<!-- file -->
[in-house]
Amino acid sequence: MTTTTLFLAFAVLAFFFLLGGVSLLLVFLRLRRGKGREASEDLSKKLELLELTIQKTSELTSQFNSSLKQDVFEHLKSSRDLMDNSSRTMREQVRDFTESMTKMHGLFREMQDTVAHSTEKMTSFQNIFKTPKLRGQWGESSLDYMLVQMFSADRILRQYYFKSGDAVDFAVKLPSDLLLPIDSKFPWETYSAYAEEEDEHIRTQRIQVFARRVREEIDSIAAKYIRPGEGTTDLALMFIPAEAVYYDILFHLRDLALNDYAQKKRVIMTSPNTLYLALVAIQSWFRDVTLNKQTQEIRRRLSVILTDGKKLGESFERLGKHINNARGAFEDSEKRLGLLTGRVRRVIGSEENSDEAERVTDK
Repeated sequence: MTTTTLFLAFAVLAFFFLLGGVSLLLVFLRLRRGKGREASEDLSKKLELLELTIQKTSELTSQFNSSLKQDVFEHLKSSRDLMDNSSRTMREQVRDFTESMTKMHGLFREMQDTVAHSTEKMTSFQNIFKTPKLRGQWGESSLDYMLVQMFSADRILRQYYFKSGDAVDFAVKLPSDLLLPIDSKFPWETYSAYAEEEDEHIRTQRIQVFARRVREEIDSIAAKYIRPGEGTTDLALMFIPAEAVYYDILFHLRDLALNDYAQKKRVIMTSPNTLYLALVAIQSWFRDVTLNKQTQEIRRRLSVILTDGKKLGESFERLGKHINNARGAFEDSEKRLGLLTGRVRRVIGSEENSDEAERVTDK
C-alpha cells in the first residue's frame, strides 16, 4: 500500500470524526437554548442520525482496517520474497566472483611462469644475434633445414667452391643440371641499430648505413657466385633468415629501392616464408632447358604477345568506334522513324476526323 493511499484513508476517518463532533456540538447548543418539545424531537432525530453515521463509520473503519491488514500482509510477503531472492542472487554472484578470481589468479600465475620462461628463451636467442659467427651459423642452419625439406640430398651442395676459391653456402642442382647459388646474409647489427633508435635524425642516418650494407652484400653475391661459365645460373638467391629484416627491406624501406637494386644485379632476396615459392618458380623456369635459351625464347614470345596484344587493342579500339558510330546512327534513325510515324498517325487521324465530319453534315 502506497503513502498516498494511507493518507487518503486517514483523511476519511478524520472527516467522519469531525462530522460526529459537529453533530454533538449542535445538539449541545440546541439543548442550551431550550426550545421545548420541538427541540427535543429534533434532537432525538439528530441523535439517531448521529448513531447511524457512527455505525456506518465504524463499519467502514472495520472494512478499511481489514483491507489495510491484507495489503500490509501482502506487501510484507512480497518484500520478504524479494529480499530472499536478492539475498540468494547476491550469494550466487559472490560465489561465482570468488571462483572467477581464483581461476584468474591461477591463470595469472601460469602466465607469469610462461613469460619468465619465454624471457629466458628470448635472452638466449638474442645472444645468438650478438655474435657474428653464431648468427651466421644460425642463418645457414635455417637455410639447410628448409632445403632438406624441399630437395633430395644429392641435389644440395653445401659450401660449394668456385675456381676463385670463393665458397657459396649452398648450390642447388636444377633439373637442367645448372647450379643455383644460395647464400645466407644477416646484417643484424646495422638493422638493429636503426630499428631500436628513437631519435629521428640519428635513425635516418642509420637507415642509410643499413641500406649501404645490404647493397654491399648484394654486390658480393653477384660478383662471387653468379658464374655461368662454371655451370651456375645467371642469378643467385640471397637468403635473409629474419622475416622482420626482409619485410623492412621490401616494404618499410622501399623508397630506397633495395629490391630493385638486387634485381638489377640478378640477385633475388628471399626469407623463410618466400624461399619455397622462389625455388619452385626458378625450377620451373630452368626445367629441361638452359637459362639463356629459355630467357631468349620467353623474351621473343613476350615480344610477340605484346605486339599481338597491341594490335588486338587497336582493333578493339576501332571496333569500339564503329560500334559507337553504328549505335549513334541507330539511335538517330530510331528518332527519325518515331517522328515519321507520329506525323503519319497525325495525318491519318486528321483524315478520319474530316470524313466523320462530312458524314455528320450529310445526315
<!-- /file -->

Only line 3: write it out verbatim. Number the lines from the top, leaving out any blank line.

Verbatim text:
Repeated sequence: MTTTTLFLAFAVLAFFFLLGGVSLLLVFLRLRRGKGREASEDLSKKLELLELTIQKTSELTSQFNSSLKQDVFEHLKSSRDLMDNSSRTMREQVRDFTESMTKMHGLFREMQDTVAHSTEKMTSFQNIFKTPKLRGQWGESSLDYMLVQMFSADRILRQYYFKSGDAVDFAVKLPSDLLLPIDSKFPWETYSAYAEEEDEHIRTQRIQVFARRVREEIDSIAAKYIRPGEGTTDLALMFIPAEAVYYDILFHLRDLALNDYAQKKRVIMTSPNTLYLALVAIQSWFRDVTLNKQTQEIRRRLSVILTDGKKLGESFERLGKHINNARGAFEDSEKRLGLLTGRVRRVIGSEENSDEAERVTDK